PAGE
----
On Feminism and Jane; Or, Why the Quiet BAMF-itude of Austen's Heroines Actually Matters
One of my women’s studies professors told our class on multiple occasions that telling women’s stories was the first and one of the most fundamental parts of feminism. That women have been erased from the narrative for so long, the first step to equality is simply to tell women’s stories. Whether they are the stories of women speaking out, women fighting back, women rejecting convention or simply the stories of women living lives, women in domesticity, women in the quiet background of history, we need to tell their stories. I would add to this queer people, trans* people, people of color, everyone whose story is never told — the silent majority, if you will. The first step to fighting back is simply telling our story, saying out loud, “We are here.”
This same professor hates Jane Austen. Like really, really hates her and her books. And she was so disappointed by the fact that I love Austen, I actually felt a bit guilty about it. But then I thought, aha, watch me use your own argument against you, Irlene! And so now I am.
Because see, Austen was all about telling women’s stories. Yes, she was writing about a very small socioeconomic niche in society — the landed gentry somewhere between the nobility and the professional classes. So, yes, a bunch of privileged white British women. And yes, the stories are just these tedious little snapshots of the day to day, and they are all romances in the end, but don’t you see how the tedium is important? The stories are small because real women in their situation lived small lives. But that doesn’t mean they’re not important; it doesn’t mean they aren’t stories worth telling.
Lizze Bennet, who rejected two perfectly good offers of marriage, knowing full well she was expected to accept whatever was offered and consider herself lucky, knowing she could die an impoverished old maid. Elinor Dashwood, emotionally supporting her whole family and putting her own suffering to the side because she loves them and they need her to protect them from the cruelties of society. Emma Woodhouse, running this show and talking too much, and laughing at the world that seeks to silence her. Fanny Price, who steadfastly refused to give in, no matter that she was threatened with rejection, poverty, and the disapproval of the only family she’d ever known.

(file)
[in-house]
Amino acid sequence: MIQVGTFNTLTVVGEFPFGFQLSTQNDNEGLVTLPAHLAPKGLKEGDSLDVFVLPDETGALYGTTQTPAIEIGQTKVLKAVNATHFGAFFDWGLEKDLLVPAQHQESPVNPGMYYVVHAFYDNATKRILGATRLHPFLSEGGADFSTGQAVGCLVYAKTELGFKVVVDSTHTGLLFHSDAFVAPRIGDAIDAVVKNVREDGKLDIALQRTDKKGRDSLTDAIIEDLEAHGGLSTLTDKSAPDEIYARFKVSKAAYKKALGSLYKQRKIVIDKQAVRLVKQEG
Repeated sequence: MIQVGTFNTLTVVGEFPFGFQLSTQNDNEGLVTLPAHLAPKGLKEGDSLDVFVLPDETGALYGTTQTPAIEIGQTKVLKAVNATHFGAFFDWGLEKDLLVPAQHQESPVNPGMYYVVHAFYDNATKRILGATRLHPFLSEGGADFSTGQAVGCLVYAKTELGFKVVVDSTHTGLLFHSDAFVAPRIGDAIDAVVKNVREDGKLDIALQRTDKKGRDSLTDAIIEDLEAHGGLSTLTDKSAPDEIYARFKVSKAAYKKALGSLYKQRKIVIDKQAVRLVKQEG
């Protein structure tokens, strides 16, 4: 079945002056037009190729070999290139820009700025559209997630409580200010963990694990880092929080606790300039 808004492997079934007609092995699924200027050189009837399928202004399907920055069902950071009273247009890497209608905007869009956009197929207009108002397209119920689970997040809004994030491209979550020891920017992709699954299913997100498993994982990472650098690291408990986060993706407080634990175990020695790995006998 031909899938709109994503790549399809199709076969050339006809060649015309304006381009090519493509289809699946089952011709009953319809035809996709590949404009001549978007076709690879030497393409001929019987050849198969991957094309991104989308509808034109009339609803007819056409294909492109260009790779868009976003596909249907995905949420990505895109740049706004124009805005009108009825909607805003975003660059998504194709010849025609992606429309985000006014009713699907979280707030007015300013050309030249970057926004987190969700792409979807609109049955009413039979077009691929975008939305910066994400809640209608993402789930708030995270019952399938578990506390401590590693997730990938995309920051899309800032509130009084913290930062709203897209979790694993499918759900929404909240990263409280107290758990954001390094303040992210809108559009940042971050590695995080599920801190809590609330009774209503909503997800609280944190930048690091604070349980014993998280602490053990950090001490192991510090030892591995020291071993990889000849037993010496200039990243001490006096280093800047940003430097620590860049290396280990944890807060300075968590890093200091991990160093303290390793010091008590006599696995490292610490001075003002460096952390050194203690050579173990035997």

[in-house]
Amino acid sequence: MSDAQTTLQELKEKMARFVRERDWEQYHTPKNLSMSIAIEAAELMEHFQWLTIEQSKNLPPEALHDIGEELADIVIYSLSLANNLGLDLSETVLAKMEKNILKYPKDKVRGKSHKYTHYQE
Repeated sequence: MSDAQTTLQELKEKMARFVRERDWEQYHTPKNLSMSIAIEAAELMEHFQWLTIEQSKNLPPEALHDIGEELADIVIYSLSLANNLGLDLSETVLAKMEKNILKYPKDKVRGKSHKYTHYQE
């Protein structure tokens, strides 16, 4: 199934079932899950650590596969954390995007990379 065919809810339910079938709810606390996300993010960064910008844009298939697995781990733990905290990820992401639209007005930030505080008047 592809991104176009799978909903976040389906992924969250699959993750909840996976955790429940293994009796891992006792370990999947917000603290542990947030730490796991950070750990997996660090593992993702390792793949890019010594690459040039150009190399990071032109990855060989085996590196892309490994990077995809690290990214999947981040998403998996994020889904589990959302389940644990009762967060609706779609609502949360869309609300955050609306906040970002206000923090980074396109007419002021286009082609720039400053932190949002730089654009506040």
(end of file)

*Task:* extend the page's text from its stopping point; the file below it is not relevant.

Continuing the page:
Read these books and tell me these women aren’t strong. Tell me they’re not fighting the society they’re trapped in. Hell, for their time in place, the idea of marrying for love rather than social politics and money was absurd and nearly revolutionary. And here was Austen, writing them the ending she never had, writing them the endings society at the time could never truly allow, writing the little lives of the women she knew, telling their stories, because they were important, because they were there.
A Guide to Finding the Women and Gender Studies Graduate Program for You
I was recently asked how I went about choosing the Graduate Program I’m in. I figured this was a question several other people might be interested in, so I made a helpful little guide!
When choosing a graduate school, it is important to keep in mind several things:
- cost of tuition
- cost of moving
- cost of living (Let’s face it: there are a lot of costs. All totally worth it if you love what you’re doing.)
- focus of the program (Is it teaching-focused?/research-focused?/etc.)
- key aspects of the program (Do you want a program that focuses more on gender studies? Feminism? Womanism? Spirituality? Academia? etc.)
- research interests of the professors (as you will be doing a thesis/dissertation at some point, and it is much more exciting/helpful to have professors interested in your area of work/research.)
- Teaching/Research Assisting Opportunities
Essentially, just make sure you read everything you can about the programs you’re interested in. I made a list of options I was interested in, and kept adding information to it. The one left standing with the most interesting and excited notes was the program I ended up in.
There’s not many Women’s Studies/Gender Studies/Feminist Studies programs in the United States, so there aren’t an infinite number of options. It’s also very important to keep the name of the program in mind, as that will be how it is focused. For example, “Feminist Studies” will be more oriented towards feminism rather than all of “Women’s Studies.” “Women’s Studies” is likely to more fully explore Womanism and the various contributions of all types of women throughout history. (Feminism being included, of course.) So definitely keep the name of the program in mind.
Also, for my fellow Southerners growing up in states without Women’s Studies graduate programs, be sure to check out: The Academic Common Market: Southern Regional Education Board. Through this, I got in-state tuition in Texas since Arkansas didn’t have a Women’s Studies program.
1. A list of Master’s and PhD Programs in Feminist, Gender, and Sexuality Studies - http://graduate-school.phds.org/find/programs/gender-studies (Though this needs to be updated because some of the names of the programs are wrong. If you find something you’re interested in, be sure to get your information from that program’s site.)
2. Ms. Magazine has a map of the Women’s Studies PhD programs in the US - http://www.msmagazine.com/womensstudies/phd.asp - (This also needs to be updated because Texas Woman’s University does have a Women’s Studies PhD program.)
3. A list of ALL Women’s Studies programs in the US (Graduate and Undergraduate) - http://www.artemisguide.com
And if anyone has further questions, I’ll be happy to answer them.